A group of farmers protesting the new agricultural legislations banged pots and utensils on Sunday during Narendra Modi’s “Mann Ki Baat” radio programme to express their discontent against the prime minister and his government, NDTV reported. The farmers said they did not wish to listen to a leader who was not willing to listen to them.

The demonstration took place in three areas – Singhu border, Faridkot in Punjab and Rohtak district of Haryana.

The call for the protest was given by Swaraj India President Yogendra Yadav last Sunday. “On December 27, when the Prime Minister gives his Mann Ki Baat radio address, farmers will say ‘we are tired of listening to your Mann ki Baat, when will you listen to our Mann ki Baat?’” Yadav had said. “So we will bang utensils so that the noise of his Mann ki Baat doesn’t reach us.”

The idea of banging utensils and vessels was first floated by Modi in March, when he announced the countrywide lockdown to contain the spread of the coronavirus. The prime minister had suggested that Indians should assemble at their windows or on their balconies and clap their hands, ring bells or beat on vessels to send a message of appreciation towards all the professionals – nurses, doctors, cleaners, transport workers, police personnel and others – who have been helping battle the contagion as it spread across the country.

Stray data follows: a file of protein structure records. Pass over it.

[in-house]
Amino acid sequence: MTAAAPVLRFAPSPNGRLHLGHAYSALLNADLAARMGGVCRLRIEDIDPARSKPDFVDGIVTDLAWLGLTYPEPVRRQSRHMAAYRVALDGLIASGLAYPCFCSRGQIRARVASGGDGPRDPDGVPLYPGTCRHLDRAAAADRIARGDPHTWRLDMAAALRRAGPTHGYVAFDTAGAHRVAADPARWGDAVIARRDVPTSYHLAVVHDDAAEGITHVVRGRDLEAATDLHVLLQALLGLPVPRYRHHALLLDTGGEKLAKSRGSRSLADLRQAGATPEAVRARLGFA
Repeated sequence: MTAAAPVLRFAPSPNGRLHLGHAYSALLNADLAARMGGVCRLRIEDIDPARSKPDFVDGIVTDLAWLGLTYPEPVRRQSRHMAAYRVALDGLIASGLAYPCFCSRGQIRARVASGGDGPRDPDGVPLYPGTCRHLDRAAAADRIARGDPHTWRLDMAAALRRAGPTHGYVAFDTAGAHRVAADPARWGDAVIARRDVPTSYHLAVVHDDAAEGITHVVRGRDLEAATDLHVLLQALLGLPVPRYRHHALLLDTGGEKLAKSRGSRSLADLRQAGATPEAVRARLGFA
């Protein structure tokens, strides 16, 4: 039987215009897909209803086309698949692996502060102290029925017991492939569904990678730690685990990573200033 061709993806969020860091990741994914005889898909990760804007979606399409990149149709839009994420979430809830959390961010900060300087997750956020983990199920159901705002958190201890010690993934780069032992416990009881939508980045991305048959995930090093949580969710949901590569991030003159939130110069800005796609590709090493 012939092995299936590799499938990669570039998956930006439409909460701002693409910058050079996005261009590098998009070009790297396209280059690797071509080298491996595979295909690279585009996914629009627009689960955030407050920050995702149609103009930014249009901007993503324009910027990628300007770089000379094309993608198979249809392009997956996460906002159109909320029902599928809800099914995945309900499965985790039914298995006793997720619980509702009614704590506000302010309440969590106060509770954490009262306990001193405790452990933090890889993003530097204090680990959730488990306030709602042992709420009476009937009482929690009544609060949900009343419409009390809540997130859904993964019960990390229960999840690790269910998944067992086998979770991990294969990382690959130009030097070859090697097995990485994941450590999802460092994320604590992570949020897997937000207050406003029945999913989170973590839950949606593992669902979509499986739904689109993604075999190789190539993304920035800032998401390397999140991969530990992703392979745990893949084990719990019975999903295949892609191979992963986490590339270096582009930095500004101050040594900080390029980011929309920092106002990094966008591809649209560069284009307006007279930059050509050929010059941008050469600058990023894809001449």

In his address to the nation on Sunday, Modi spoke of self-reliance in the times of Covid-19 and India’s ability to end its dependence on foreign products. He also spoke about wildlife conservation, and lauded his government’s cleanliness drive. However, he did not mention the ongoing farmers’ agitation.

The prime minister also urged people to buy “unique” Kashmiri saffron, and asserted that the Centre wanted to make it a globally popular brand. “Saffron has been associated with Kashmir for centuries. Kashmiri saffron is mainly grown in places like Pulwama, Budgam and Kishtwar,” Modi said. “In May this year, the Kashmiri Saffron was given the Geographical Indication Tag or GI tag. Through this, we want to make Kashmiri Saffron a Globally Popular Brand.”

The geographical indication tag is given to certain products to specify their area of origin. In July, Kashmiri saffron received the tag, which put the Valley’s produce on the world map. In India, these tags are issued under the Geographical Indications of Goods (Registration and Protection) Act of 1999. Kashmiri saffron was also launched in the UAE Food Security Summit this year. The Union Territory’s Principal Secretary of Agriculture Navin K Choudhary launched the produce, the prime minister said on Sunday.

Farm law protests

Thousands of farmers, mostly from Punjab and Haryana, have been protesting at key entry points to Delhi for over a month. They fear the agricultural reforms will weaken the minimum support price mechanism under which the government buys agricultural produce, will lead to the deregulation of crop-pricing, deny them fair remuneration for their produce and leave them at the mercy of corporations.

The government maintains that the new laws will give farmers more options in selling their produce, lead to better pricing, and free them from unfair monopolies. It has refused to repeal the legislations, but has offered to amend certain sections.

Several round of talks and negotiations have failed to resolve the crisis. The next round of talks will be held on December 29.